Cameras could save hundreds of children in burbs from being backed over

The U.S. Department of Transportation's proposal requiring rearview cameras in vehicles came too late for Marlee Kalmin.

The excited 2-year-old toddled out of her Buffalo Grove house in December 1995.

Her dad, Fred, was busy rearranging cars in preparation for a family trip to downtown Chicago to see the holiday decorations.

Unaware his bubbly daughter stood in the path of the car, Kalmin backed out. His 4-year-old son was in the car when his sister was hit.

“Your whole world stops,” Kalmin said of the tragedy. If rearview cameras came as a standard feature, “my daughter would be alive today,” he said.

Backover crashes kill 292 people a year and injure about 18,000 in the U.S., according to the National Highway Traffic Safety Administration. More than one-third of the fatalities — 35 percent — are children under the age of 5. Many of those deaths occur in the victim's driveway or in parking lots.

The NHTSA is proposing to expand requirements for passenger vehicles to increase rear visibility. The rule change would lead to rearview cameras and displays being installed in most new vehicles. Right now, the device is featured in select models such as the Toyota Prius, Sienna van, Cadillac Escalade and Lincoln Navigator.

“It is going to greatly reduce the number of injuries and deaths,” said Janette Fennell, executive director of the group, which pushed for the new rule.

“You will still have the human factor. Someone has to look at the camera and react. But you can at least give people a chance. When you're backing up you cannot avoid hitting something you cannot see.”

Not only do many backover crashes happen close to home, but 70 percent of child deaths and injuries come at the hands of a family member, notes.

People don't realize the extent of the blind spot behind their cars, she said.

“None of us would buy a car if you couldn't see 20 to 30 feet moving forward. They'll buy the same car and you can't see 20 to 30 feet going backward.”

Inquisitive, active toddlers are some of the most susceptible victims, according to Kids and Cars. A typical accident scenario involves two busy parents, one running out on an errand and an 18-month-old who's just learned to open the front door.

Close call

As she put the car in reverse, Mimi Qunell heard a slight sound.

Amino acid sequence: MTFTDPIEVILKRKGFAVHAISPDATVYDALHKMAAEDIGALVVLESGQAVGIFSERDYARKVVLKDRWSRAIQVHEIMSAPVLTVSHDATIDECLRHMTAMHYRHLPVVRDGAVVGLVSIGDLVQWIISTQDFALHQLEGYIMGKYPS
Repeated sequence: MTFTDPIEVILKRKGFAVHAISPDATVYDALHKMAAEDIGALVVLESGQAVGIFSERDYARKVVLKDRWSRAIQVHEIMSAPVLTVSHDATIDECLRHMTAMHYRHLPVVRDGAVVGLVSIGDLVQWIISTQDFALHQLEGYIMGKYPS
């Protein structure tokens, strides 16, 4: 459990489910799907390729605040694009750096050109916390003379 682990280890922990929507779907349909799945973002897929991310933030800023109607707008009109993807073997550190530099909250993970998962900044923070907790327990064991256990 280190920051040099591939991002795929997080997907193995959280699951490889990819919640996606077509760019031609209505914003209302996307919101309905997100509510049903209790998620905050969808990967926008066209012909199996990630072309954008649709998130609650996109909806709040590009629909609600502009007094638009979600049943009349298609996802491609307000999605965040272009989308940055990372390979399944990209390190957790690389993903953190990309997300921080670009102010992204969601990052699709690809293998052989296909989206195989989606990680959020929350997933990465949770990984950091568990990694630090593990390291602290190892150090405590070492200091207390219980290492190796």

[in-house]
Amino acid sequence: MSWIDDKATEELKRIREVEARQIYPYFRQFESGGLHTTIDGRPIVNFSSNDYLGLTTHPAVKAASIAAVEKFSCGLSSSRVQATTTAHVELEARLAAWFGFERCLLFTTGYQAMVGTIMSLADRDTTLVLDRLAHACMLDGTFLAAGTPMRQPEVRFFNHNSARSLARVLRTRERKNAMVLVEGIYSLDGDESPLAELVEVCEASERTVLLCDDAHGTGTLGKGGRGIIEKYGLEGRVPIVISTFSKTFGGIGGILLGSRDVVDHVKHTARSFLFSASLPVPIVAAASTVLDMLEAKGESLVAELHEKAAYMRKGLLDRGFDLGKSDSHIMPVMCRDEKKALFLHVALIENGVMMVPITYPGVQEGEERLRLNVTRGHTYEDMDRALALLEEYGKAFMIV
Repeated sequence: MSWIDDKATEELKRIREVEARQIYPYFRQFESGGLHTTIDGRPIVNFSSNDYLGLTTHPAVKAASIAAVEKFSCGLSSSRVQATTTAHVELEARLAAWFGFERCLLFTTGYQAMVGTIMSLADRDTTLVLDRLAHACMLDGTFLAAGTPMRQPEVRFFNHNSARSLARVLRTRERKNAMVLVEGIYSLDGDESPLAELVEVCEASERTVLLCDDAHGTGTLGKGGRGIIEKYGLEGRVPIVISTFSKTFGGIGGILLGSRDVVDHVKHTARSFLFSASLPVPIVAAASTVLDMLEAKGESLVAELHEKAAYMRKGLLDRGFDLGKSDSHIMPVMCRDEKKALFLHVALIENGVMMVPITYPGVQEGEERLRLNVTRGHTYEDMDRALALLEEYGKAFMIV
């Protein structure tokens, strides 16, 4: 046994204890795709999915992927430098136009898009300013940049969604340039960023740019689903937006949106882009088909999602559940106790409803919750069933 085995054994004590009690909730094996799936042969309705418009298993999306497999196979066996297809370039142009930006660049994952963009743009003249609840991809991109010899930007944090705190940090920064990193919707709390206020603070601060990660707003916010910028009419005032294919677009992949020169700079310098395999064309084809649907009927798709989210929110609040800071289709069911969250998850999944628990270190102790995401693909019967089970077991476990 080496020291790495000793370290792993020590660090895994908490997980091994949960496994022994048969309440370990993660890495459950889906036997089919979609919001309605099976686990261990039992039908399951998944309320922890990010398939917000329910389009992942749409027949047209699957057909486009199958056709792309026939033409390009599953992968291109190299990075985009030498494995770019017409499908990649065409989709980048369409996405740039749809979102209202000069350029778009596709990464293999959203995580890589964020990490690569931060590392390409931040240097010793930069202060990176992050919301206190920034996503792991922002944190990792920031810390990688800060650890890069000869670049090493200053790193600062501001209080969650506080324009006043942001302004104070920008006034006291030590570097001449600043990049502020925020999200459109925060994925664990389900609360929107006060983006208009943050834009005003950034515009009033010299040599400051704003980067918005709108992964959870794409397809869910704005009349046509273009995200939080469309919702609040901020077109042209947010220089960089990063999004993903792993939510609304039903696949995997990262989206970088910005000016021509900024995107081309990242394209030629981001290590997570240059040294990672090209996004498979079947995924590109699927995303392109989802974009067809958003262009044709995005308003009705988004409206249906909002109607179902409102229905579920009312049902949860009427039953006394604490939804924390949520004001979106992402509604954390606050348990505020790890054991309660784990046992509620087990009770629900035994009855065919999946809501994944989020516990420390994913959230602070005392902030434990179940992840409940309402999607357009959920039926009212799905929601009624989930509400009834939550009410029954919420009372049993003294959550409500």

Probably a shovel falling in the garage, the Naperville mother of three thought. But something made her stop and check.

There in the car's blind spot stood 5-year-old Jonathan, who was supposed to be in the house with his father.

“He was standing there, smiling at me,” said Qunell, who was shaken by the close call that occurred in late March.

“I had no idea he was behind me.”

Toddlers “can see daddy and don't have the cognitive ability to know daddy can't see them,” Fennell said.

That's the painful reality Kalmin lives with.

“I thought she (Marlee) was with my wife. Why she came out, God only knows,” said Kalmin, who lives in Highland Park now. He credits his Rabbi, Yossi Shanowitz, for helping him with his grief.

Rearview cameras “should be a must,” he said.

Jonathan's father, Darren Qunell, is also coordinator of DuPage County Safe Kids, a local chapter of a national organization dedicated to accident prevention.

Qunell not only endorsed the federal rule, he just recently bought a Toyota Highlander hybrid with a rearview camera.

“It's really useful and clearly lets you see anything behind while you're backing,” said Qunell, who also operates a website on child safety seats,

“My only real method before was to make a mental note before I got into my car. I try to know where the kids are.”

The cameras are estimated to cost between $159 and $203 per vehicle. The National Highway Traffic Safety Administration proposes phasing in the requirement with full compliance expected in 2015. A public comment period on the policy just ended and the agency is expected to issue its new rule by the end of the year.

The Alliance of Automobile Manufacturers, which represents companies including General Motors, Ford and Mazda, has asked for additional time, noting that there are both significant cost and technical changes involved.

Evanston Democrat Congresswoman Jan Schakowsky co-sponsored legislation that triggered the new rule, the Cameron Gulbransen Kids Transportation Safety Act of 2007. The rule is named for a 2-year-old run over by his father, a New York pediatrician.

“This would not protect against all accidents, but it's the best way to solve this problem,” Schakowsky said. “We've got all these bells and whistles in cars... I don't think it costs as much as a sunroof or excellent sound system.

“How do you put a price on saving lives?”

Until the devices are widespread, Fennell says drivers can retrofit vehicles with cameras for about $100.

Even with those safeguards, parents with young children need to keep an iron grip on them around vehicles, she cautioned. Parking lots are another danger if children break free.

“We are not going to re-engineer children, kids are going to be kids. We made this world very dangerous and it's up to us re-engineer this problem out of our vehicles. It's a moral obligation.”

  A review camera on a Toyota Sienna van and the view of a driveway from the camera. Jeff Knox/
  A review camera on a Toyota Sienna van and the view of a driveway from the camera. Jeff Knox/
  Fred Kalmin holds a photograph of his daughter, Marlee, at his home in Highland Park. George LeClaire/
  Fred Kalmin holds his newborn daughter, Marlee. George LeClaire/